“We are a candidate for and are working to try to secure certification from BNSF to be a transmodal facility,” Lanman said. “That decision, we have been told, will be made in November, so we’re in the application process right now.”


Lanman said potential benefits of receiving the transmodal facility status would help draw commerce to the port in multiple ways.

“We are growing on the industrial park side and getting certified as a transmodal facility would enable us to qualify and give us a better capability of securing funding to develop that 65-acre facility,” Lanman said. “Having a facility in the works would make us a more attractive destination for manufacturing firms, distribution centers, etc., etc., because they would have direct access to rail to be able to move their goods … Our spur connects directly to the main Seattle-Chicago rail, so we have an opportunity there to really provide an incentive for people to come here.”


The status would require the port to expand its rail facilities but would assist economic development at the port.


“The certification sort of gives you a ‘Good Housekeeping’ seal type of approval. It’s a marketing (aid). You have BNSF on your side out there bringing in candidates for you to take a look at,” Lanman said. “It just would really be a big help. Now, do we need BNSF to give us that certification to do this? No. We could do it ourselves, but that would certainly be a big help.”


Lanman said the Ephrata port is seeking status as a transmodal facility rather than as an intermodal facility because an intermodal facility is more open to serving clients outside of the port.

“We’re more focused on trying to develop a facility that would really cater to the needs of our tenants and consequently make our destination more valuable and attractive for a firm that wants to be close to a rail that they can depend on,” he said.


According to Lanman, BNSF indicated that the port would have to allocate about 65 acres for the transmodal facility itself, which would include additional spurs and other expansions to the existing rail complex.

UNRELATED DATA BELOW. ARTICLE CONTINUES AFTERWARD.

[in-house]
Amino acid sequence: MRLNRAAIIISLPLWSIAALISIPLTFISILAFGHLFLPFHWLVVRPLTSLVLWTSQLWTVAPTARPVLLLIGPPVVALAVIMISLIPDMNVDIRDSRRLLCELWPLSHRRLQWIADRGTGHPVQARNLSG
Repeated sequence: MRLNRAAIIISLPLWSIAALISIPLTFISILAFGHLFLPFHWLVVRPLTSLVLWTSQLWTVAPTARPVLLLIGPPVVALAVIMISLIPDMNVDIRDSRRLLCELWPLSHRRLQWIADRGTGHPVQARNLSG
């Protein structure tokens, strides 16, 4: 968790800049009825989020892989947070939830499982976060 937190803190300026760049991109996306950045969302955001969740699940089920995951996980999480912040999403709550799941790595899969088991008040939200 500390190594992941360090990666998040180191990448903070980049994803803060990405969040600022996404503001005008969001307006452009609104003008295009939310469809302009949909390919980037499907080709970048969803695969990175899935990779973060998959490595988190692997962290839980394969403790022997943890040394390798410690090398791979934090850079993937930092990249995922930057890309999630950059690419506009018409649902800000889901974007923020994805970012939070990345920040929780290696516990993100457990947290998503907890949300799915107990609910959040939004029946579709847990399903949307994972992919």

“We would upgrade and enlarge the warehousing facilities that are there now and have to have acreage for storage of flattened boxcars that would be there until needed,” he said.


At Lanman’s suggestion, the port recently canceled the demolition of two World War II-era hangars on the port, because it was less expensive to upgrade and maintain them than to demolish them and replace them.


Lanman said he wants to ensure the port does its due diligence in deciding to invest in the transmodal facility.


“We’re not going to dive into spending multiple, multiple millions of dollars and then it (does) not work for us. No, the certification is just the first step,” he said. “We’re doing other things besides this; this isn’t a make or break for us, but it would certainly be something I think could be very promising for us.”


Port of Quincy officials are working on a possible expansion and extension, both in the port’s current rail terminal and to nearby industrial-zoned properties, expanding east across Road O Northwest to serve properties recently annexed into the city. The port received $2 million in funding from the Washington Legislature and $2.5 million from the U.S. Congress, announced in March.


Port Director Patric Connolly said the expansion is prompted by a possible tenant for the property, known as Project Zion. A rail connection is one requirement of the prospective tenant, Connolly said.


The $4.2 million is only the first phase of the needed funding, Connolly said. The total project cost will be about $16 million. The design has been completed, and most of the funding received this spring will be spent on construction.


If the project materializes, the expansion will be a big project, so port officials want to get started on it, Connolly said.